Indianapolis-based Allison Transmission Inc. has partnered with two other auto suppliers to develop and produce a new line of high-efficiency transmissions, the companies announced Thursday morning.
The "next-generation" transmissions developed by Allison, Dana Holding Corp. and Fallbrook Technologies Inc. will be expected to increase fuel efficiency, reduce emissions and improve overall vehicle performance.
The agreement calls for Fallbrook's NuVinci CVP technology to be licensed to Allison and Dana. The technology enables designers to reduce complexity of transmissions, superchargers, and other powertrain systems, allowing engines to operate at more efficient speeds.
As part of the deal, Allison acquired an undisclosed, non-controlling equity stake in privately owned Fallbrook., which is headquartered in San Diego, Calif.
During a Thursday morning teleconference, Allison CEO Lawrence Dewey declined to discuss the company’s total investment in the NuVinci CVP technology or the potential financial impact of the agreement.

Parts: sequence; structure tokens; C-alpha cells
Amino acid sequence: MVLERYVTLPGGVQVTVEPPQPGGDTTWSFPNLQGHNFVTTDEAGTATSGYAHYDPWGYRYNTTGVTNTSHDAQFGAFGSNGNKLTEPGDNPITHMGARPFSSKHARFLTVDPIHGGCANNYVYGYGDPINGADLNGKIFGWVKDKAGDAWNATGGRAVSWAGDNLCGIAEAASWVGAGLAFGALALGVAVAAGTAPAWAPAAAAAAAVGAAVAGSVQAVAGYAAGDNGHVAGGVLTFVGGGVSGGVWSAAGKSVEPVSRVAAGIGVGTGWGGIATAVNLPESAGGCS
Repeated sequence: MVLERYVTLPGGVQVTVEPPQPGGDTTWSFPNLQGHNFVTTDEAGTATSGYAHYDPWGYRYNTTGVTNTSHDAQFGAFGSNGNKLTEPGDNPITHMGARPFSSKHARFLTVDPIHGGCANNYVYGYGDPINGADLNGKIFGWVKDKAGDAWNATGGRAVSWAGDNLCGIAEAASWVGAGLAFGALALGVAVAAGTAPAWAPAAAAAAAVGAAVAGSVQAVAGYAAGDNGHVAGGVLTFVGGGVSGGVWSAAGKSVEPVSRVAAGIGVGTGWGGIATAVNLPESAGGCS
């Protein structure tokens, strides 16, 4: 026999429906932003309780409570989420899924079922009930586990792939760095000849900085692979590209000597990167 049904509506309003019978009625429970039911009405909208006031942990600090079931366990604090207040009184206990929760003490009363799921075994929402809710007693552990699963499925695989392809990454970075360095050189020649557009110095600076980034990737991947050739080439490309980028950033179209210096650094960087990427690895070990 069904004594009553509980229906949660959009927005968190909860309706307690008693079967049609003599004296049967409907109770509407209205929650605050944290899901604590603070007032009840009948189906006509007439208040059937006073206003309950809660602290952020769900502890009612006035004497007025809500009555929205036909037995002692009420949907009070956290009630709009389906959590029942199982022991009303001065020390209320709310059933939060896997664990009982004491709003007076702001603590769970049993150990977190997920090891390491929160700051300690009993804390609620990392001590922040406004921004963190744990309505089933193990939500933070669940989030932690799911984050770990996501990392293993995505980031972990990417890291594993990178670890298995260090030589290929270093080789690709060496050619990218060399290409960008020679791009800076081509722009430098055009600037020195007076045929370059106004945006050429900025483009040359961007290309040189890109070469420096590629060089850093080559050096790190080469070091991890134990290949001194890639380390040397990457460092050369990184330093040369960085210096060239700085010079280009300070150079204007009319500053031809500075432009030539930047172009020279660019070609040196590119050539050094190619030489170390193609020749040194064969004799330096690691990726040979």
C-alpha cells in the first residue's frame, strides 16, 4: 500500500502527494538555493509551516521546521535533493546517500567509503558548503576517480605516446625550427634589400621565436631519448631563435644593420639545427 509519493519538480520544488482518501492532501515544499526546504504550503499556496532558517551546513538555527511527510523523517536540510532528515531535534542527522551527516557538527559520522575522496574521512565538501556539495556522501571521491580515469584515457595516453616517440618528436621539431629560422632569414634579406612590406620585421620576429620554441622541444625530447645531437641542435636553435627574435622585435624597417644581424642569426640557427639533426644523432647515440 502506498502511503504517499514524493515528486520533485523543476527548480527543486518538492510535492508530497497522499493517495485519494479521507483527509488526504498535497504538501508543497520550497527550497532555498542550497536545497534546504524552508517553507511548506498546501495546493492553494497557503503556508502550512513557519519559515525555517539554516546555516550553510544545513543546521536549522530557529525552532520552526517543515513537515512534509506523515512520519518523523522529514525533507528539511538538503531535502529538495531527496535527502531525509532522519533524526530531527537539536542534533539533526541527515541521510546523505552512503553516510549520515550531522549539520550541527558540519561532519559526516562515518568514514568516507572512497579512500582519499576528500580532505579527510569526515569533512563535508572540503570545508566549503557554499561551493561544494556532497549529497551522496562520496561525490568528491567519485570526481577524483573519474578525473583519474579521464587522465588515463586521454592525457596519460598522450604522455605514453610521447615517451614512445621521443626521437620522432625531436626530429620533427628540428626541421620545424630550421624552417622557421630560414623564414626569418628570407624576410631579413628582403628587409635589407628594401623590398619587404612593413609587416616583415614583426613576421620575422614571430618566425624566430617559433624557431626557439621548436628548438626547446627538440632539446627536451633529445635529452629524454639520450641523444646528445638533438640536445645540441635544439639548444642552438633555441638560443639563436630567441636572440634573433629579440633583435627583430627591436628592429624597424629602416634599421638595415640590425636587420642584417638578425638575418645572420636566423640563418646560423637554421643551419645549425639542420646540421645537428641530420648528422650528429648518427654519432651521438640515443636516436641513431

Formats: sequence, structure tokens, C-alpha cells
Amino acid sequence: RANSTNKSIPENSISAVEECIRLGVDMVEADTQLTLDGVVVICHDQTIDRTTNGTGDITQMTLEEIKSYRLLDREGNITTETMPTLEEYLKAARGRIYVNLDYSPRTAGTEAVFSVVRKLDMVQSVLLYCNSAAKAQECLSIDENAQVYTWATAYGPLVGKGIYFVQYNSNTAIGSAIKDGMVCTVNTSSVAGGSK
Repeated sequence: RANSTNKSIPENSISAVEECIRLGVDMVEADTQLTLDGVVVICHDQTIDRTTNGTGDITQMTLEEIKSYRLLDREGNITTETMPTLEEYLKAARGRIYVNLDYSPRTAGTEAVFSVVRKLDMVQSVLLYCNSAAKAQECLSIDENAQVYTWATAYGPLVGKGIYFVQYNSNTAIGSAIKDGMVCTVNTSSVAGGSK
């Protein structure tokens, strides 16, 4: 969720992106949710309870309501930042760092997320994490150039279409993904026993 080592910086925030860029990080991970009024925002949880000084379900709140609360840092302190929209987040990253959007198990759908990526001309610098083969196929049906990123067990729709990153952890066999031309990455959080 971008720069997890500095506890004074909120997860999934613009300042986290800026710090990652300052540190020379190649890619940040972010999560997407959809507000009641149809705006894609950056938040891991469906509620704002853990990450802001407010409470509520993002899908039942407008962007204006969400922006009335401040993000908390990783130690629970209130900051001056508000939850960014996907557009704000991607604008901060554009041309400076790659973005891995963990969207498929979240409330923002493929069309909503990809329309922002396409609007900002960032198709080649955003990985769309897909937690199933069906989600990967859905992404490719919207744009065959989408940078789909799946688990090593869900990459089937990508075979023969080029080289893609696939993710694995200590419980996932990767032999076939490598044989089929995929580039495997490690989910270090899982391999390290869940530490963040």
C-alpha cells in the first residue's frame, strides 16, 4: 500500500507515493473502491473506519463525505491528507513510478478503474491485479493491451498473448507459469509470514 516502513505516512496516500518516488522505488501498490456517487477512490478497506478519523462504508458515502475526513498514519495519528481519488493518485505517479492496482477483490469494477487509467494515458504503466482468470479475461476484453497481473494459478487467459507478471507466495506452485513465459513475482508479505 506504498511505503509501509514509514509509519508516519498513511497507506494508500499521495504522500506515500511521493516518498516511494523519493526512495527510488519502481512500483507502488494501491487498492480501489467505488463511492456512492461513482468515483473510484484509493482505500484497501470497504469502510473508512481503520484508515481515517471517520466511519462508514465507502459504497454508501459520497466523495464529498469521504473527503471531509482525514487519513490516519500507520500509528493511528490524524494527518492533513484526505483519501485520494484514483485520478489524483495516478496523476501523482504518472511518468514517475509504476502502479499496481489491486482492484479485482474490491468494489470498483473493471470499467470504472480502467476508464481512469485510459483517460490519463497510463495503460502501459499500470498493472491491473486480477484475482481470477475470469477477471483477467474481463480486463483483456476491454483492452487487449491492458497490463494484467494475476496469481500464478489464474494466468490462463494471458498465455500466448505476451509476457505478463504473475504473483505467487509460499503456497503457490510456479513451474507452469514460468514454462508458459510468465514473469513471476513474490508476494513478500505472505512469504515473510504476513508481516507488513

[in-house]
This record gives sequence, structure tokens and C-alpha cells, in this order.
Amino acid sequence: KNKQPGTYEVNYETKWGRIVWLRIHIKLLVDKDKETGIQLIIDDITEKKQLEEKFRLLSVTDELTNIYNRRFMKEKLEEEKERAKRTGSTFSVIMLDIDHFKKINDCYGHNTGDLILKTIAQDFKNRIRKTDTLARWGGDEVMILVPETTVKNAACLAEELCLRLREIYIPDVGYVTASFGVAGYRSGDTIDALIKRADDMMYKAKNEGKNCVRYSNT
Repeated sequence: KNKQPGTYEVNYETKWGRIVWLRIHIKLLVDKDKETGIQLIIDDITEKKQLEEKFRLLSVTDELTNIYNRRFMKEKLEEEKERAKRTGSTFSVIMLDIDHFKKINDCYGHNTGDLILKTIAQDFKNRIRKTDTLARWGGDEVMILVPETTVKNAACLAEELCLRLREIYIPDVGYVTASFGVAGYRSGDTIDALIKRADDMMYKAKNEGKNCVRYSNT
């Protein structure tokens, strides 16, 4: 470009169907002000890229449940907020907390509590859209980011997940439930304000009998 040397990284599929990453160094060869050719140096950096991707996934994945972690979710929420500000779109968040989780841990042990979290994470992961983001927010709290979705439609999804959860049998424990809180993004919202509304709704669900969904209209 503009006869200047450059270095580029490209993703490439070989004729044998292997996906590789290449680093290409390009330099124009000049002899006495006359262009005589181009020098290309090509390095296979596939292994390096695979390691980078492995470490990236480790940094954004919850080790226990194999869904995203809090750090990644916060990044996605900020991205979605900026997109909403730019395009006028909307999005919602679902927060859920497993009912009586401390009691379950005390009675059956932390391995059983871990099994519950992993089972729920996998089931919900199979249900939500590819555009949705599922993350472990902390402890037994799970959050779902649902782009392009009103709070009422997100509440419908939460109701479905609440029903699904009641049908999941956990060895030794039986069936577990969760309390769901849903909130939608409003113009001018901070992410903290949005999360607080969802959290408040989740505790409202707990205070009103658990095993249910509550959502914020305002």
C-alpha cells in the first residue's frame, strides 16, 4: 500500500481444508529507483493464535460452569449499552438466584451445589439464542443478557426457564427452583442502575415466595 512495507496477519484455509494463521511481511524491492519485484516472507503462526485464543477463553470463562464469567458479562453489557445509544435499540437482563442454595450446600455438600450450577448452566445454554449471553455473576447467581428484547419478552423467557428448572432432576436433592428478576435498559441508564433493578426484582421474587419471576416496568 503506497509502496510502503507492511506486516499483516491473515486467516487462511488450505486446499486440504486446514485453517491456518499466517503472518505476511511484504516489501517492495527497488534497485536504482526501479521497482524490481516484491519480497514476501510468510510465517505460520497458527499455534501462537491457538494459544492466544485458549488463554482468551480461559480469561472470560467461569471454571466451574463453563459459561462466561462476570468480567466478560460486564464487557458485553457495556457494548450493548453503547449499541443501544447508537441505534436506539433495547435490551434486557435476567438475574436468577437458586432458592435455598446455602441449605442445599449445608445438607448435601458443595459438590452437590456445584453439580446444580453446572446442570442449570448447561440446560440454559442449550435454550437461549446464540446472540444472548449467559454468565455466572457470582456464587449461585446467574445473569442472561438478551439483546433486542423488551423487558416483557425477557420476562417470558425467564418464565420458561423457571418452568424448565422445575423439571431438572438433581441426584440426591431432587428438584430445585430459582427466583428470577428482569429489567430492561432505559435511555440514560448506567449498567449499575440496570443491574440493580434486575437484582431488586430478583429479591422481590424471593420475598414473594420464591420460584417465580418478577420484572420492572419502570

“As we get to stages where it makes sense, we’ll be disclosing that,” Dewey said.
Through its licensing agreement, Allison will have the exclusive right to use the CVP technology in primary drivetrain transmissions for customers producing commercial, military, off-road and other vehicles and equipment.
Maumee, Ohio-based Dana Holding Corp.'s separate but related agreement with Fallbrook will allow it to engineer and produce NuVinci transmission parts.
Allison and Dana also signed a letter of intent to set up a partnership in which Dana would produce parts for Allison’s NuVinci transmissions.
Allison shares fell 12 cents in early trading Thursday, to $19.30 each. The stock has risen 10 percent since the beginning of September.
Dana's shares fell 11 cents, to $13.81.